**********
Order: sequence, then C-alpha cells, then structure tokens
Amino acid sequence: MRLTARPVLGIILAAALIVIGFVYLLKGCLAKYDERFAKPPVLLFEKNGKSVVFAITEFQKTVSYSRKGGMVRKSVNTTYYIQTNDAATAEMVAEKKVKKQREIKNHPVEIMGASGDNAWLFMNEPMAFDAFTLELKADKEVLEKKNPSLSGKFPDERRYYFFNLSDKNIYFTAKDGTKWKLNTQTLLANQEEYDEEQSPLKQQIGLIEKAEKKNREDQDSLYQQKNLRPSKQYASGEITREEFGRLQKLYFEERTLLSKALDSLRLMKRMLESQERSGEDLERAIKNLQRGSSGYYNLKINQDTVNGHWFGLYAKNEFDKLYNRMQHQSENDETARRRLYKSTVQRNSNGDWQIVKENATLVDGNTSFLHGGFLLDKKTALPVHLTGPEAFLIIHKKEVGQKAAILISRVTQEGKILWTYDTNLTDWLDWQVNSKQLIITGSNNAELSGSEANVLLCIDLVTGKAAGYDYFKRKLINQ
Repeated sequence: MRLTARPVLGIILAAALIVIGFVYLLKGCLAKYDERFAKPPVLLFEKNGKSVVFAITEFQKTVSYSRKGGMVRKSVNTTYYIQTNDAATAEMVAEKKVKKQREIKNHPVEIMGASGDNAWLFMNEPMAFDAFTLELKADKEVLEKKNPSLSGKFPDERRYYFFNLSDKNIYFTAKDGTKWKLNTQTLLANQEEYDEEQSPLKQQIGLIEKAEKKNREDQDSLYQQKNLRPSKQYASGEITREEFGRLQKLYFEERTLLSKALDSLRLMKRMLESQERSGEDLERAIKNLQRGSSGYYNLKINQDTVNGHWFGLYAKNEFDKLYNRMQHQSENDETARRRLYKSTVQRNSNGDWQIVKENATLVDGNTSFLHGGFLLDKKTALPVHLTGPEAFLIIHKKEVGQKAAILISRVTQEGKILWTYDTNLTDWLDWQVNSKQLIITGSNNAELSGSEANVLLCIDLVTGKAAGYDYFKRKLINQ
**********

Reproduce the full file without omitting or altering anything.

Order: sequence, then C-alpha cells, then structure tokens
Amino acid sequence: MRLTARPVLGIILAAALIVIGFVYLLKGCLAKYDERFAKPPVLLFEKNGKSVVFAITEFQKTVSYSRKGGMVRKSVNTTYYIQTNDAATAEMVAEKKVKKQREIKNHPVEIMGASGDNAWLFMNEPMAFDAFTLELKADKEVLEKKNPSLSGKFPDERRYYFFNLSDKNIYFTAKDGTKWKLNTQTLLANQEEYDEEQSPLKQQIGLIEKAEKKNREDQDSLYQQKNLRPSKQYASGEITREEFGRLQKLYFEERTLLSKALDSLRLMKRMLESQERSGEDLERAIKNLQRGSSGYYNLKINQDTVNGHWFGLYAKNEFDKLYNRMQHQSENDETARRRLYKSTVQRNSNGDWQIVKENATLVDGNTSFLHGGFLLDKKTALPVHLTGPEAFLIIHKKEVGQKAAILISRVTQEGKILWTYDTNLTDWLDWQVNSKQLIITGSNNAELSGSEANVLLCIDLVTGKAAGYDYFKRKLINQ
Repeated sequence: MRLTARPVLGIILAAALIVIGFVYLLKGCLAKYDERFAKPPVLLFEKNGKSVVFAITEFQKTVSYSRKGGMVRKSVNTTYYIQTNDAATAEMVAEKKVKKQREIKNHPVEIMGASGDNAWLFMNEPMAFDAFTLELKADKEVLEKKNPSLSGKFPDERRYYFFNLSDKNIYFTAKDGTKWKLNTQTLLANQEEYDEEQSPLKQQIGLIEKAEKKNREDQDSLYQQKNLRPSKQYASGEITREEFGRLQKLYFEERTLLSKALDSLRLMKRMLESQERSGEDLERAIKNLQRGSSGYYNLKINQDTVNGHWFGLYAKNEFDKLYNRMQHQSENDETARRRLYKSTVQRNSNGDWQIVKENATLVDGNTSFLHGGFLLDKKTALPVHLTGPEAFLIIHKKEVGQKAAILISRVTQEGKILWTYDTNLTDWLDWQVNSKQLIITGSNNAELSGSEANVLLCIDLVTGKAAGYDYFKRKLINQ